Pub: Sydney Morning Herald
Only so many ways to pack them in
A competition over a city site has thrown up alarmingly similar designs, writes Elizabeth Farrelly.
In cities, density is king of beasts. Talk all you will of design excellence, sustainability . . . blah, blah. In the end everything comes down to rats per cage, cages per slot, slots per lab.
When Australand’s Brendan Crotty bid $203 million last year for the old Kent/Carlton Brewery site on Broadway, he made the offer conditional. On what, he’s not saying, but you can bet your sharp white teeth it was a numbers thing. Usually measured as floor area per site area (or floor space ratio, FSR), density translates directly into yield. Dollars. So while it may not exactly stiffen your tail as a dinner topic, density is of the essence in the city-making game.
And there’s no getting past it: density-as-planned on the brewery site (now renamed Balfour Park after some low-rent soapie) is high. High for residential, very high for Sydney, way, way too high for the urban village rhetoric that shrouds it even if it’s Village comma Greenwich. Too high, period? Well, that depends on what kind of design we eventually get, and what kind of city south we eventually want.
Crotty is relaxed. You would be too, with nothing to lose and every opportunity to oblige the system to your wishes. “Fortunately we have the rest of Australia to play in,” he says. If they don’t get their way, “we’d just shrug our shoulders and move on . . . ” You might call it playground-protocol. He calls it professionalism. I can’t see why he wouldn’t just reduce the offer, develop accordingly and lie back for the fruit to fall.
He’s just as relaxed on the design front. Crotty is not on the jury but he has “no doubt” that a design competition will produce the best solution, especially “if you take the best elements of each [to] end up a best-of-the-best amalgam”. Which wouldn’t suit the Institute of Architects very well, protective as they are of design integrity, but in this case mightn’t make much difference to the product. The brewery site may cry out for a gutsy, imaginative, city-end plan, but what it’s got from this exercise is five design schemes that are reasonably interesting, probably over-developed and virtually identical. Premature architecture.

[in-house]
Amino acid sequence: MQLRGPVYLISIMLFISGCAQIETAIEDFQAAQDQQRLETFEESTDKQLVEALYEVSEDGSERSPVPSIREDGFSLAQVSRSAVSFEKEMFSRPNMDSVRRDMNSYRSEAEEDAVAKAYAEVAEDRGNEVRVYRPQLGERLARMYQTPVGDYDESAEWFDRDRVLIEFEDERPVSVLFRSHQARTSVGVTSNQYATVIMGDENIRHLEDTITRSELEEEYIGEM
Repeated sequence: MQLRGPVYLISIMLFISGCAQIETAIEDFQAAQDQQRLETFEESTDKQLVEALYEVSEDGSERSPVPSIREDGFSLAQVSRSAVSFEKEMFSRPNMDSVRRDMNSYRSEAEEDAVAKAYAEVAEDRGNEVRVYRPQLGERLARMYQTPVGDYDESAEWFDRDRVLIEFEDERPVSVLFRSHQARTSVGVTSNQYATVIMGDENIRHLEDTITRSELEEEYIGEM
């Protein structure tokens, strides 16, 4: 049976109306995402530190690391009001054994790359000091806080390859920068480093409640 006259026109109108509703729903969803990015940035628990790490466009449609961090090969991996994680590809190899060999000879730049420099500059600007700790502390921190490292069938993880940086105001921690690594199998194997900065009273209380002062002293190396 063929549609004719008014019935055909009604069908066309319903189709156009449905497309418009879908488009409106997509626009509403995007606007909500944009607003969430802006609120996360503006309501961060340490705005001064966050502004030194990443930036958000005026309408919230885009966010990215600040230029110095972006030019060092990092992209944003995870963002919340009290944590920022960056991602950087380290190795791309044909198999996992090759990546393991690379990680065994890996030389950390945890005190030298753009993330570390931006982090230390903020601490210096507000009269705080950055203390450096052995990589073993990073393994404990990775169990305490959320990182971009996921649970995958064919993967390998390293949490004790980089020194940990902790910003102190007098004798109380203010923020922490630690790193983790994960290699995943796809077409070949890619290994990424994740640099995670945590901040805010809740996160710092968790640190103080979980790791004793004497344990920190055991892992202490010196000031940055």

It’s a long story. When the brewery came to the site, some 168 years ago, Broadway pretty much ended the known world. Now, along with Prince Alfred Park, the bus depot and Central Station, the brewery’s 5.7 walled hectares have become a major clot in the city’s vital flow, with big institutions like UTS, SIT and the ABC on one face, tiny-terrace-land on the other.
For years, although the massive site was keenly eyed by the development fraternity, it was under-scrutinised and underplanned at an official level, its controls embarrassingly inept. So the brewery’s departure, when it came, was always likely to generate a modicum of mayhem for the city, the neighbours and just about every developer in town. Yet on they slept.
Only when Fosters finally left, and Australand got the gig, did the State Government’s Central Sydney Planning Committee (CSPC) wake up to the fact that its planning controls were internally contradictory (with an FSR max of 5:1 and a 45-metre height
limit that made it unachievable), and that the controls were big incentives to residential use a decade after this had stopped being a good idea.
Moments like these, a wee vision thing is called for. The CSPC, caught shortish, did what committees do when they need ideas in a hurry: hold a competition. Not an ideas competition, which might have done the trick (with developer’s money on the table and expectant breath down the civic neck, who’s got the time for ideas, excuse me) but a design excellence competition, which was kind of silly really, since the design excellence competitions are meant, obviously, to generate excellence in design. Not masterplans.
The invited architects were known as designers: Melbourne’s ARM (of National Museum of Australia fame); Bates Smart, designers of the award-winning barracks building on Moore Park Road; Cox Richardson with Alexander Tzannes; Hassell (Olympic Park station) and Richard Francis-Jones (UNSW’s Scientia building).